The payments in 2019 for Alzheimer’s disease and other dementia is estimated to cost the nation a total of $290 billion, including $195 billion in Medicare and Medicaid payments. Unless a treatment to slow, cure, or prevent Alzheimer’s is developed, in 2050, it’s estimated that costs will total $1.1 trillion.

The Alzheimer’s Association provides median costs for long-term care services, such as:

  • Home care: A paid non-medical home health aide is $22 per hour and $132 per day.
  • Adult day services: $72 per day.
  • Assisted living facilities: $4,000 per month or $48,000 per year.
  • Private room in a nursing home is $275 per day or $100,375 per year.
  • Semi-private room in a nursing home: $245 per day or $89,297 per year.

These costs are paid out-of-pocket unless you have a financial product in place that helps cover these specific costs.

The Medicaid program provides funds for nursing home care and long-term care services for some people with very low income and low assets. Medicare does not cover the cost of long-term care in a care facility. Medicare only covers short-term skilled care after a hospital stay.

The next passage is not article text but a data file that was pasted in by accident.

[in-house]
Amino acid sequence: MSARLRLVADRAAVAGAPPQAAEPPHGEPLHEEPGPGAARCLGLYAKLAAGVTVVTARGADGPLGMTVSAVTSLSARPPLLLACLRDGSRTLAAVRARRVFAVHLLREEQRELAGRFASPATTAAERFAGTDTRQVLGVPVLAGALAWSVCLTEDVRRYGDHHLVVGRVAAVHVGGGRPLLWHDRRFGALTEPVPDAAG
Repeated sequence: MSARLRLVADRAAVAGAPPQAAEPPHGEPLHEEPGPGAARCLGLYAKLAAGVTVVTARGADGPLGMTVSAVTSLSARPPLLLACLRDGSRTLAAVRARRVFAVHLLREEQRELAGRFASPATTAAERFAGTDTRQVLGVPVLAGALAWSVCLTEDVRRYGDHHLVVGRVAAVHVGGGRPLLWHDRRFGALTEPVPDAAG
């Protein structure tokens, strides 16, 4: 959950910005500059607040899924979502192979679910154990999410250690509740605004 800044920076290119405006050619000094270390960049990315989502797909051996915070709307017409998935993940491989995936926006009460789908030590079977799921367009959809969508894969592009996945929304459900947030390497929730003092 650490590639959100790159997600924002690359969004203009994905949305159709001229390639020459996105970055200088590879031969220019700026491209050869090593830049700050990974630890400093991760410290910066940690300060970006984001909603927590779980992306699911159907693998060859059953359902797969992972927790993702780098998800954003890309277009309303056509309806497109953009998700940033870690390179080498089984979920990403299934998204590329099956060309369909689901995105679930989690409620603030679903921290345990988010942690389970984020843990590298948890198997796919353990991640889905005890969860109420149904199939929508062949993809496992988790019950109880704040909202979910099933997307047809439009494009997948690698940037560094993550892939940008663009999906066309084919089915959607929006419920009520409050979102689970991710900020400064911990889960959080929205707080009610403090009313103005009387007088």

In 2010, researchers compared end-of-life costs for individuals with and without dementia and found that the last five years of life was $287,038 for people with dementia and $183,001 for those with other conditions. This is a difference of 57 percent. The costs of care for individuals with Alzheimer’s and dementia is staggering.

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Caregiving for Alzheimer’s

A person living with dementia will eventually need assistance with daily living. Caregiving often includes assistance with one or more activities of daily living (ADLs), such as bathing and dressing, as well as multiple instrumental activities of daily living (IADLs), such as paying bills, shopping and transportation. More than 15 million Americans provide unpaid care for people with Alzheimer’s disease and other dementias.

» Learn more: The Best Term Life Insurance for Caregivers

Family caregivers spend more than $5000 of their own money per year caring for a loved one with Alzheimer’s. In addition, on average, care contributors lose over $15,000 in annual income as a result of reducing or quitting work to meet the demands of caregiving.

How to Plan Ahead for Alzheimer’s

One basic start to planning ahead for an unknown future is to create a document that lists important facts a loved one may need to know if your health begins to fail.